Shares pushed ahead despite the challenges of softer iron ore, oil and gold prices and a stronger dollar as a slew of quarterly production reports showed Australian resource producers are continuing to increase supply.
The benchmark S&P/ASX 200 Index rose 33.9 points, or 0.6 per cent, on Thursday to 5454.2, while the broader All Ordinaries Index also added 0.6 per cent to 5444.8, with Westpac and Woolworths leading the gains while Woodside Petroleum hit its highest price since July 2011.
Local shares took a positive lead from offshore after markets in the United States and around Europe climbed following a speech by US Federal Reserve chair Janet Yellen that reassured investors that US monetary policy will remain supportive.
Trading volumes were light ahead of the Easter holiday. The market will re-open on Tuesday for a three day week with the Anzac Day holiday falling next Friday. The ASX 200 added 1.8 per cent over the short trading week.
“Shares rallied in Thursday morning trading as investors added a few more eggs into their baskets ahead of the Easter break,” Patersons Securities chief economist Tony Farnham said.
“The local market was not overly fussed by the soft spots apparent the US economy as evident in the Google and IBM Corp March quarter results released overnight.”
The big four banks all pushed higher on Thursday. Westpac Banking Corporation did the most to lift the index up 1 per cent to $34.94. Commonwealth Bank of Australia rose 0.5 per cent to $77.57, ANZ Banking Group gained 0.7 per cent to $33.88, and National Australia Bank added 0.5 per cent to $35.36.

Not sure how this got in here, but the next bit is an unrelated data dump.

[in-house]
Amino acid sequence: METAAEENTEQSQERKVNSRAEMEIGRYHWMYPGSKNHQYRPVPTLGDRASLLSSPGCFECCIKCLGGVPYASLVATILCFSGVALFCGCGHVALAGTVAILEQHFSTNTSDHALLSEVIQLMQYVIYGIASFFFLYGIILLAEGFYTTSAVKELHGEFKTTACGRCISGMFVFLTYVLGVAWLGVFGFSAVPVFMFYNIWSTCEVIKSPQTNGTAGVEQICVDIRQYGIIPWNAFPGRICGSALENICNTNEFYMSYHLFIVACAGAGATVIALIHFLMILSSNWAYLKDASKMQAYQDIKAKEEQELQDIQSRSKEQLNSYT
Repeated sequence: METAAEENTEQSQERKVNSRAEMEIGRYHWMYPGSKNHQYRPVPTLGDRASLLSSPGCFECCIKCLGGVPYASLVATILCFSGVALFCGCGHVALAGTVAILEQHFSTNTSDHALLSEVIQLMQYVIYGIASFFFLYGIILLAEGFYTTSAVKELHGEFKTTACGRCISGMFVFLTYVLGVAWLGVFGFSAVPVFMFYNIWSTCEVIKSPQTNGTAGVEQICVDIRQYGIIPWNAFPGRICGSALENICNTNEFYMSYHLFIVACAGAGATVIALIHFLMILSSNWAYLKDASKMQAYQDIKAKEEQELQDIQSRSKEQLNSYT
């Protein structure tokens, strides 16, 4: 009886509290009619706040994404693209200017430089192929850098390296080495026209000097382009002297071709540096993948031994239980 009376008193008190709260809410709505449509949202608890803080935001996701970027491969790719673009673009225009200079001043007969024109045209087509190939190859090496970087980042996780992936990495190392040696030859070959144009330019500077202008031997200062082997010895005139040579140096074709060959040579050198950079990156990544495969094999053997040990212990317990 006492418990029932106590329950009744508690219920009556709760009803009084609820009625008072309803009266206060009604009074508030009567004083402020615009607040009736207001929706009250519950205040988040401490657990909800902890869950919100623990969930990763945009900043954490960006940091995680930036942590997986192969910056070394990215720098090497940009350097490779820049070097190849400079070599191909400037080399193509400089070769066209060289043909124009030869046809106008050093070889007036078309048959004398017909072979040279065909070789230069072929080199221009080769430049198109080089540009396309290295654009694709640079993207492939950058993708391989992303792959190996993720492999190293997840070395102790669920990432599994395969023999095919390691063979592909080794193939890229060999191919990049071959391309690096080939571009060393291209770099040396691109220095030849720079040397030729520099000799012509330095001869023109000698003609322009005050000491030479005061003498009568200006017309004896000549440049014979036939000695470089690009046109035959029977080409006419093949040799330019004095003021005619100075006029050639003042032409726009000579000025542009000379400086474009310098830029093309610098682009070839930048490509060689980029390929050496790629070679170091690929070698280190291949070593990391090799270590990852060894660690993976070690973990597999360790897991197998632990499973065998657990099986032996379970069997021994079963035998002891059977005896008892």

Supermarket giant Woolworths lifted 2.1 per cent to $37.09 after broker UBS upgraded the stock from a “neutral” to a “buy” in response to an improved earnings outlook for the retail group’s stores that also include Big W and Masters.
Main rival Wesfarmers, owner of Coles, K-Mart, Target and Bunnings, rose 0.6 per cent to $42.98.
Telstra Corporation rose 0.6 per cent at $5.13.
Wealth management group Challenger Ltd was the best-performing stock in the ASX 200, climbing 4.2 per cent to $6.72 after announcing it will launch a new business, Whitehelm Capital, with $4 billion under management in partnership with United Kingdom funds manager Access Capital Advisers.
On Wednesday Challenger showed its total assets and funds under management grew 21 per cent for the 12 months to 31 March 2014, having added 1 per cent in the March quarter.
Mining stocks were mostly lower following softer commodity prices overnight and a mixed bag of quarterly reports.
Resources giant BHP Billiton bucked the trend up 0.4 per cent to $38.10, while main rival Rio Tinto was unchanged at $63.37 as the spot price for iron ore, landed in China, dipped 0.8 per cent to $US116.20 a tonne. The two biggest miners delivered quarterly production report this week that met expectations.
Iron ore miner Fortescue Metals Group dropped 1.1 per cent to $5.33 after its production figures missed analysts expectations on Wednesday.
Australia’s biggest oil producer Woodside Petroleum added 1 per cent to a near three-year high of $40 after reporting a 16 per cent gain in March quarter revenues thanks to the re-start of production at an oil venture in Western Australia. Oil and gas producer Santos dipped 0.2 per cent to $13.42 despite reporting a 28 per cent jump in first quarter sales.
Goldmining heavyweight Newcrest Mining, fell 0.8 per cent to $10.24 as the precious metal’s spot price declined.
Mining services labour company Skilled Group was the worst-performing stock in the ASX 200, falling 2.1 per cent at $2.75.
In an encouraging sign for the pipeline of initial public offerings, aged care group Japara Healthcare closed 35 per cent above its initial public offer price of $2 per share at $2.70, while New Zealand utilities company Genesis Energy lifted 1 per cent on listing to $1.68.